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Published: Thursday, February 13, 2014, 12:01 a.m.

Mill Creek couple profile women in roots music

  • Dyann Arthur (left) and Rick Arthur interview Charmaine Slaven, an old-time musician and dancer, and her partner, Charlie Beck, for the MusicBox Proje...

    Mark Mulligan / The Herald

    Dyann Arthur (left) and Rick Arthur interview Charmaine Slaven, an old-time musician and dancer, and her partner, Charlie Beck, for the MusicBox Project. The Arthurs, who live in Mill Creek, have been traveling around the country making a documentary of women performing traditional American “roots music.”

  • Dyann Arthur (left) marks the beginning of a take before recording Charlie Beck and Charmaine Slaven at their West Seattle home in 2012. Dyann and her...

    Mark Mulligan / The Herald

    Dyann Arthur (left) marks the beginning of a take before recording Charlie Beck and Charmaine Slaven at their West Seattle home in 2012. Dyann and her husband, Rick, will present their documentary on women in roots music on Saturday in Seattle.

It's ready to roll.
After years of traveling the country to film women who play the blues, Dyann and Rick Arthur, of Mill Creek, plan to premiere their freshly updated and remastered documentary movie "Americana Women: Roots Musicians — Women's Tales & Tunes."
The showing, plus live music, begins at 7:30 p.m. Feb. 15 at Ballard's Salmon Bay Eagles Club, 5216 20th Ave. NW, Seattle. Tickets are $10 and are available online at www.brownpapertickets.com/event/541950 or at the door. A DVD of the movie will be available for sale.
The event, sponsored by the Washington Blues Society, benefits the continuing efforts by the Arthurs and their nonprofit MusicBox Project to document women who have attracted less attention than their male counterparts, but who have established their places in the history of American music.
During the past three years, the Arthurs, who are themselves musicians, traveled from New England to the Deep South and back to the West Coast interviewing these women, ages 18 to 93, and recording their music.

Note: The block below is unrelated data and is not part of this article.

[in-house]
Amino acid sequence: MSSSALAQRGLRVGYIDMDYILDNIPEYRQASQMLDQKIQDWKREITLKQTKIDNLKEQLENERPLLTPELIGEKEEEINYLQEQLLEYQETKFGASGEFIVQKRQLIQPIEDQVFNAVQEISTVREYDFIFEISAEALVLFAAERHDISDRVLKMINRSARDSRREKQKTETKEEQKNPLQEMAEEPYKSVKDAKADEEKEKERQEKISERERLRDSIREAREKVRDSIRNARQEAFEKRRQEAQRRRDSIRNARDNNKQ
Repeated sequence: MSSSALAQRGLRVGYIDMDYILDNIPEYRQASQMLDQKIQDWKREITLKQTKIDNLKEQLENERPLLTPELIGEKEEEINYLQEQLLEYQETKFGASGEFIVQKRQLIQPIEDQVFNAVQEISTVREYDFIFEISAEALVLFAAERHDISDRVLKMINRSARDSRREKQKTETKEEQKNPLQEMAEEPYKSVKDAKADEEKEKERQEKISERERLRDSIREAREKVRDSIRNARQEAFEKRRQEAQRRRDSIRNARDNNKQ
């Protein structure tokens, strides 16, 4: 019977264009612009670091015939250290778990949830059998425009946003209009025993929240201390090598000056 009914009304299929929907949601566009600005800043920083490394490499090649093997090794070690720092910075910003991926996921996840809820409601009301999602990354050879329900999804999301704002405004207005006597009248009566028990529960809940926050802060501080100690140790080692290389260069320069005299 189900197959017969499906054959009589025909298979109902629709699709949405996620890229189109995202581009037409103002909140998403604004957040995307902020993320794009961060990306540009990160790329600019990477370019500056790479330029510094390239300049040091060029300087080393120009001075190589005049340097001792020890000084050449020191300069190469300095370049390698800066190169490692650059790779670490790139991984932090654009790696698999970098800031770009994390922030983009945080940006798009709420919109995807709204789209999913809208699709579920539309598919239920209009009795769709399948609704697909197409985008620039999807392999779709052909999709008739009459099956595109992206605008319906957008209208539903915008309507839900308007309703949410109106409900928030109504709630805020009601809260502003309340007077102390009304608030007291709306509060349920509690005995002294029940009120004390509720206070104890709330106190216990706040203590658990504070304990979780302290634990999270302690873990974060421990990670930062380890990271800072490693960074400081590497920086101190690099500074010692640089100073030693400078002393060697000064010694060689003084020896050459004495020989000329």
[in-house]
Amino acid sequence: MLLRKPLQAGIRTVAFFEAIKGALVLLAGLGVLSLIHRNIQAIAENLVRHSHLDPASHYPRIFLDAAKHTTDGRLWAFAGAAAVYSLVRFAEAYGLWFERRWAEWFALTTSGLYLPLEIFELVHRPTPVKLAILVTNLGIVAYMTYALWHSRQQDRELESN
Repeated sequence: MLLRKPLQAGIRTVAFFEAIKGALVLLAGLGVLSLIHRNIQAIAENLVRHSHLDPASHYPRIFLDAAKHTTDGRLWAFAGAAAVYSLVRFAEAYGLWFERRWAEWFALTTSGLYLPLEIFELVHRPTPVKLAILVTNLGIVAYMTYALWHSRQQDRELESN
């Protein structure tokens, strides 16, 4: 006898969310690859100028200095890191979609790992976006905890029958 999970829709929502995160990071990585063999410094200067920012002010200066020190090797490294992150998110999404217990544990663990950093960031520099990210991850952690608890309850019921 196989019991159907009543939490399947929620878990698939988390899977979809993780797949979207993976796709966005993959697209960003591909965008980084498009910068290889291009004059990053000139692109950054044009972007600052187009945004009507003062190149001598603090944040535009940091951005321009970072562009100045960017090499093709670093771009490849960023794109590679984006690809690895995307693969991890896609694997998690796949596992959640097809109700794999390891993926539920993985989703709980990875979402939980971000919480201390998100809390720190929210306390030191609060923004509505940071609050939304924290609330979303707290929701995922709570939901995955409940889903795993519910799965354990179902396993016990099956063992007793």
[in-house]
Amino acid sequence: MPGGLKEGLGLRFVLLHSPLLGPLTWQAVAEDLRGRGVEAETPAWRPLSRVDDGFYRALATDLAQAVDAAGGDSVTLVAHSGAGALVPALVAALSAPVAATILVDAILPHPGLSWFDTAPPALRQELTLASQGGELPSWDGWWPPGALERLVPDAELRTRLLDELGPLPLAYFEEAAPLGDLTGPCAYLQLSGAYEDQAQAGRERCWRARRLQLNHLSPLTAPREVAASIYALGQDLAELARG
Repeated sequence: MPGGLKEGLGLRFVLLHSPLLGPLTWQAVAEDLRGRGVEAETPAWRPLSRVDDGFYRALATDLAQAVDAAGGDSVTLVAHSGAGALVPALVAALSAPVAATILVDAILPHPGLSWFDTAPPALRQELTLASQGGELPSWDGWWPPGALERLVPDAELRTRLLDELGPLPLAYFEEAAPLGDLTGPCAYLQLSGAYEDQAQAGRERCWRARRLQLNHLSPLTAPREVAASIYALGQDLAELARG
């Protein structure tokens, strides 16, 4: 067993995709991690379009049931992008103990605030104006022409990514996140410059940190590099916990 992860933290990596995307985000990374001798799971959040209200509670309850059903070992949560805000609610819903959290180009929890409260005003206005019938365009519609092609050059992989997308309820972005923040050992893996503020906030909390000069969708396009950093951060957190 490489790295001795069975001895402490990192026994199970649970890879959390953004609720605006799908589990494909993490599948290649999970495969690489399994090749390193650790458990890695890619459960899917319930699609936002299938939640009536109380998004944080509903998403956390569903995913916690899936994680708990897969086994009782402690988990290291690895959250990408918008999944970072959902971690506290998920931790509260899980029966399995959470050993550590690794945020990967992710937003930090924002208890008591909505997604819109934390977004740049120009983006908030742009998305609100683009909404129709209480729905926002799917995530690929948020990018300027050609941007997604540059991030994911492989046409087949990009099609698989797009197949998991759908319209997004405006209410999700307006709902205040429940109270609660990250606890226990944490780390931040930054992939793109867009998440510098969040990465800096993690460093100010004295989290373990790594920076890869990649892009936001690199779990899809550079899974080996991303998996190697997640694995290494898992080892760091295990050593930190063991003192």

"We want to save them from obscurity," Dyann Arthur said.
The MusicBox Project collection already is catalogued in the American Folklife Center of the Library of Congress in Washington, D.C.
The women musicians in the film are experts in Appalachian folk music, the blues, bluegrass, old-time country music, gospel, jazz, Cajun, American Indian music, klezmer, maritime folk music and zydeco. It's what the Arthurs call traditional "A to Z roots music."
In Breaux Bridge, La., for example, the Arthurs followed bassist Yvette Landry to her bar gigs with an all-woman Cajun band. Landry, who can trace her family many generations back to French settlers in Canada who later moved to the South, said playing music is her life.
The Arthurs unpacked their guitars in Arkansas when 93-year-old fiddler Violet Hensley invited them to join her as she and her family played the old favorite, "Turkey in the Straw."
It's been a wonderful retirement project for the Arthurs, who also plan to perform at the event with the band The Shed Players.
For more information about the MusicBox Project, go online to www.musicboxproject.org
Gale Fiege: 425-339-3427; gfiege@heraldnet.com.
Story tags » MusicGo See Do

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